WOOLWICH looks set to have a station on the £16bn Crossrail network.

Just three months after News Shopper launched its campaign for a station at Woolwich, transport secretary Douglas Alexander finally gave the decision everyone has been waiting for: the go-ahead for a Woolwich Crossrail station.

The transport minister made the U-turn last week after Greenwich Council and property giant, Berkeley Homes, submitted plans on how they would finance the costs of the station.

In October, last year, Mr Alexander refused to include Woolwich on the transport network due to its proposed £270m cost.

The move shocked residents, the council and the business community, who had been lobbying the Government for a station since 2004.

After Mr Alexander's announcement in October, the council has worked closely with Berkeley Homes to investigate how to meet the costs of the station - without having any impact on public finances.

News Shopper launched a campaign to include Woolwich in the plans for Crossrail last December.

In January, the council and Berkeley Homes submitted their detailed plans to the Government.

Berkeley Homes will build and pay for the basic box structure of the station and construct their own development overhead.

The station's fittings will be paid for by a combination of business contributions and Londonwide Crossrail funding contributions.

And last week, Mr Alexander agreed to having a station at Woolwich, providing it would not add to the overall costs of the Crossrail project.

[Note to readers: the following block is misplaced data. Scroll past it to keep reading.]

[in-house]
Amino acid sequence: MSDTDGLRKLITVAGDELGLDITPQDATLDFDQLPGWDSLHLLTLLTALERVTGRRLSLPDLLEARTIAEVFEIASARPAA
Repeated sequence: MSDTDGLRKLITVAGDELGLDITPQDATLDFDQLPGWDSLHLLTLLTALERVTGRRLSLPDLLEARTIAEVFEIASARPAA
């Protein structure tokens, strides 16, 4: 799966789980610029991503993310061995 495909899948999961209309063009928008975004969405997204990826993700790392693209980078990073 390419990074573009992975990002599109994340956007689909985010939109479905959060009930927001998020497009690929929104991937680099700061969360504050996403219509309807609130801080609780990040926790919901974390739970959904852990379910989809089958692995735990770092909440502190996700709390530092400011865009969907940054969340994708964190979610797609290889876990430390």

It could mean thousands of new homes and jobs in Woolwich.

Crossrail would link Maidenhead in Berkshire to Shenfield in Essex via Heathrow Airport and tunnels under London.

Construction on the project, which was first proposed in 1989, should start this year, with trains operational by 2015.

The Crossrail Bill could face further debate in the House of Commons.

Mr Alexander, said: "More work needs to be done to flesh out this deal.

"But the House can have sufficient confidence Berkeley and Greenwich Council have the commitment and the right incentives to do it.

"This is a very significant change from the position last October as there is now a clear way forward which can deliver a station at Woolwich without adding to the costs of Crossrail already identified.

"On this basis, I am now able to bring forward an amendment to the Bill to provide powers for this station.

"In due course, the House will be invited to agree a further instruction to the Committee in respect of Woolwich."

Deputy council leader, Councillor Peter Brooks, said: "It is very exciting we are getting a station at Woolwich.

"We are very grateful to all those who have helped us campaign for the station.

"Businesses and the press, mainly News Shopper, helped the minister to decide it was a good idea after all."

Berkeley Homes' urban regeneration project director John Anderson said: "I am absolutely thrilled.

"It has been hard work for the past six months, but we are delighted to have made our case and to have been heard.

"There will be a massive impact of regeneration in this area."

News Shopper Editor Jean May said: "This is fantastic news for our readers and the Woolwich community.

"Crossrail is an amazing opportunity for regeneration of one of the most deprived areas of London.

"When we launched our campaign in December, we were confident the Government would see sense, and I am thrilled this is now the case."